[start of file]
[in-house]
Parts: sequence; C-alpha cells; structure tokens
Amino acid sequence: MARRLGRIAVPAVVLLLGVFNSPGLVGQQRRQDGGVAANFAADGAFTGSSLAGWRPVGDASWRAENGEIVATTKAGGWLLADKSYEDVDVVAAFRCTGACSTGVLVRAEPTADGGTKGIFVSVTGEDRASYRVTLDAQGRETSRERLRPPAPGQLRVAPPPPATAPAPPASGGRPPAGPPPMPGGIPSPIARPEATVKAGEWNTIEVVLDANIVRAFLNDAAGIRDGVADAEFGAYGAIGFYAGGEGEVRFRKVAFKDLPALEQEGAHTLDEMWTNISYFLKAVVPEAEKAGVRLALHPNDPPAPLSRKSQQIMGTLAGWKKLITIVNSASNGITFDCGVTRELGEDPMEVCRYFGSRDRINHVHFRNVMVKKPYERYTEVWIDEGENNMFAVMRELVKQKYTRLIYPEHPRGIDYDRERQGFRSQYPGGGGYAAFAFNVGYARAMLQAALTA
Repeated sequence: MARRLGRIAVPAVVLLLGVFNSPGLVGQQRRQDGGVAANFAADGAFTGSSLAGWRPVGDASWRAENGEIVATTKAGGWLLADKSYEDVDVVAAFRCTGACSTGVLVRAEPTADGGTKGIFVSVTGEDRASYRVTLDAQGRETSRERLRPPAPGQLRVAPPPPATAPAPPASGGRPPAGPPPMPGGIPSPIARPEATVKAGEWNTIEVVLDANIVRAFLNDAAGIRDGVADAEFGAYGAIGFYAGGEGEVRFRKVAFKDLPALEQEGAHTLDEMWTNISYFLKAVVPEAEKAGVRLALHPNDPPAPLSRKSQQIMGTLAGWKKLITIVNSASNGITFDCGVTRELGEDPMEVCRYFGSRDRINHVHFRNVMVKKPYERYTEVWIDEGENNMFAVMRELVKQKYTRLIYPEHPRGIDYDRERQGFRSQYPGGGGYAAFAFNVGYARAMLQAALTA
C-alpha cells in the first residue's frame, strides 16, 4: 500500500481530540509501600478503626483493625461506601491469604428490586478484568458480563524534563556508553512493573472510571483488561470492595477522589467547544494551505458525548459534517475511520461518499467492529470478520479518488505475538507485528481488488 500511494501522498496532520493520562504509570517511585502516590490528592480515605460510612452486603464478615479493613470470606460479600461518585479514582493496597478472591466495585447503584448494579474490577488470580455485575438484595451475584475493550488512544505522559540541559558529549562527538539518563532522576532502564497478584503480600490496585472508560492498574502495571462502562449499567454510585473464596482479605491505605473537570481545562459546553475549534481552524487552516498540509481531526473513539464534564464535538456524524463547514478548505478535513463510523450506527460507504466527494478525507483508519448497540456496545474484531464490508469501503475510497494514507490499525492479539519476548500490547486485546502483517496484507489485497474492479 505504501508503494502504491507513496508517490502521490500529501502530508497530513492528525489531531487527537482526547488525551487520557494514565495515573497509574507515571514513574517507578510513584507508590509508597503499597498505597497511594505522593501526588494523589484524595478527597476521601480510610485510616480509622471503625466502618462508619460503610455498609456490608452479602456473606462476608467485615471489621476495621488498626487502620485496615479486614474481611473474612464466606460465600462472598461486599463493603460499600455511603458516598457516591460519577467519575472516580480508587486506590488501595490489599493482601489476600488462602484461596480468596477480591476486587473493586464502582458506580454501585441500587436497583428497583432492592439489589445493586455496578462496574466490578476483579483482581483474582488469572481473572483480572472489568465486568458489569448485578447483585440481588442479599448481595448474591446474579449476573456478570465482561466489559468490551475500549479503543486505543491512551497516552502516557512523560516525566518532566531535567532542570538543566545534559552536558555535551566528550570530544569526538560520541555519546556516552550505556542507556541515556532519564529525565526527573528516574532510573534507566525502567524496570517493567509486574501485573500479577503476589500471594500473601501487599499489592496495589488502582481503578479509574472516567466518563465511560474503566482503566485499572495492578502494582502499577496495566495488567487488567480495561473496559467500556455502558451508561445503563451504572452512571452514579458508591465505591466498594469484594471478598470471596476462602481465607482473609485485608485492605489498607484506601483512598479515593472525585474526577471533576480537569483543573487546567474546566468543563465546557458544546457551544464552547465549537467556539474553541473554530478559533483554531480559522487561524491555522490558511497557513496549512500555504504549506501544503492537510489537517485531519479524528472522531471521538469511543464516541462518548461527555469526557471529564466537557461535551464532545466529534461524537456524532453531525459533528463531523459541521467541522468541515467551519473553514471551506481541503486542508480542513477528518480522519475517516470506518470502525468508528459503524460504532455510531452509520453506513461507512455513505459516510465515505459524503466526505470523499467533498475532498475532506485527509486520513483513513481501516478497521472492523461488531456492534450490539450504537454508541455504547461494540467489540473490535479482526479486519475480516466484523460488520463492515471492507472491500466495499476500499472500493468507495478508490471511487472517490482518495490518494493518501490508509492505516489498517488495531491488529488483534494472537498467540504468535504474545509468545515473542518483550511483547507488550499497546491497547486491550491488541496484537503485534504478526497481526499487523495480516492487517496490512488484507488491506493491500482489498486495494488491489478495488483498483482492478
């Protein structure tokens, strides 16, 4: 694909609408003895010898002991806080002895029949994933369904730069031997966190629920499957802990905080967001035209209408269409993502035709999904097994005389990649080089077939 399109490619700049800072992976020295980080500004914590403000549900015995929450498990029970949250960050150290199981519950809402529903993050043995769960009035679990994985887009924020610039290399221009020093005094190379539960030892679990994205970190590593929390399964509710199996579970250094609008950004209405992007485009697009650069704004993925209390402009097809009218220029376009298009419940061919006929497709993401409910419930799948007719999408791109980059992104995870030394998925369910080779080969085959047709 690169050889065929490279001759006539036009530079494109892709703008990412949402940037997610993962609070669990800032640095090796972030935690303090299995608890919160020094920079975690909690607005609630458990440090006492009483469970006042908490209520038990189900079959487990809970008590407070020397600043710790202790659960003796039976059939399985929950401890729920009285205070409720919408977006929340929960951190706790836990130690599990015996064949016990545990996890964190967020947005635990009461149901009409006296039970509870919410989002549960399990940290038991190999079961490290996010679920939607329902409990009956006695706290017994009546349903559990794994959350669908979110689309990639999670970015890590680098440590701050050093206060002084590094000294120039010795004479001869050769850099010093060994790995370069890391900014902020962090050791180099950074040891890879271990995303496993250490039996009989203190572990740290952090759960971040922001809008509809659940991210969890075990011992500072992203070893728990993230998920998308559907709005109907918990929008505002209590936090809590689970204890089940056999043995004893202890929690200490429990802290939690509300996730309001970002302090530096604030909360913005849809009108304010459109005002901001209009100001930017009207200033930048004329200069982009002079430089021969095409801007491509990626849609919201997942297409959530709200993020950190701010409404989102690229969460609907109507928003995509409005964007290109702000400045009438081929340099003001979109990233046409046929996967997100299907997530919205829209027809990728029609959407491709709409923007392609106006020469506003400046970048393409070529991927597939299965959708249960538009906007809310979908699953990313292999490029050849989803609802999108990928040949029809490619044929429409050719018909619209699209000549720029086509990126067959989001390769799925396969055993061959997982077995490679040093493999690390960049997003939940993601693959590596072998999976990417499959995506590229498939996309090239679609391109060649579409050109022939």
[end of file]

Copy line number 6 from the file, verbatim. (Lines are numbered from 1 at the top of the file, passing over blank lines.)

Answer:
């Protein structure tokens, strides 16, 4: 694909609408003895010898002991806080002895029949994933369904730069031997966190629920499957802990905080967001035209209408269409993502035709999904097994005389990649080089077939 399109490619700049800072992976020295980080500004914590403000549900015995929450498990029970949250960050150290199981519950809402529903993050043995769960009035679990994985887009924020610039290399221009020093005094190379539960030892679990994205970190590593929390399964509710199996579970250094609008950004209405992007485009697009650069704004993925209390402009097809009218220029376009298009419940061919006929497709993401409910419930799948007719999408791109980059992104995870030394998925369910080779080969085959047709 690169050889065929490279001759006539036009530079494109892709703008990412949402940037997610993962609070669990800032640095090796972030935690303090299995608890919160020094920079975690909690607005609630458990440090006492009483469970006042908490209520038990189900079959487990809970008590407070020397600043710790202790659960003796039976059939399985929950401890729920009285205070409720919408977006929340929960951190706790836990130690599990015996064949016990545990996890964190967020947005635990009461149901009409006296039970509870919410989002549960399990940290038991190999079961490290996010679920939607329902409990009956006695706290017994009546349903559990794994959350669908979110689309990639999670970015890590680098440590701050050093206060002084590094000294120039010795004479001869050769850099010093060994790995370069890391900014902020962090050791180099950074040891890879271990995303496993250490039996009989203190572990740290952090759960971040922001809008509809659940991210969890075990011992500072992203070893728990993230998920998308559907709005109907918990929008505002209590936090809590689970204890089940056999043995004893202890929690200490429990802290939690509300996730309001970002302090530096604030909360913005849809009108304010459109005002901001209009100001930017009207200033930048004329200069982009002079430089021969095409801007491509990626849609919201997942297409959530709200993020950190701010409404989102690229969460609907109507928003995509409005964007290109702000400045009438081929340099003001979109990233046409046929996967997100299907997530919205829209027809990728029609959407491709709409923007392609106006020469506003400046970048393409070529991927597939299965959708249960538009906007809310979908699953990313292999490029050849989803609802999108990928040949029809490619044929429409050719018909619209699209000549720029086509990126067959989001390769799925396969055993061959997982077995490679040093493999690390960049997003939940993601693959590596072998999976990417499959995506590229498939996309090239679609391109060649579409050109022939």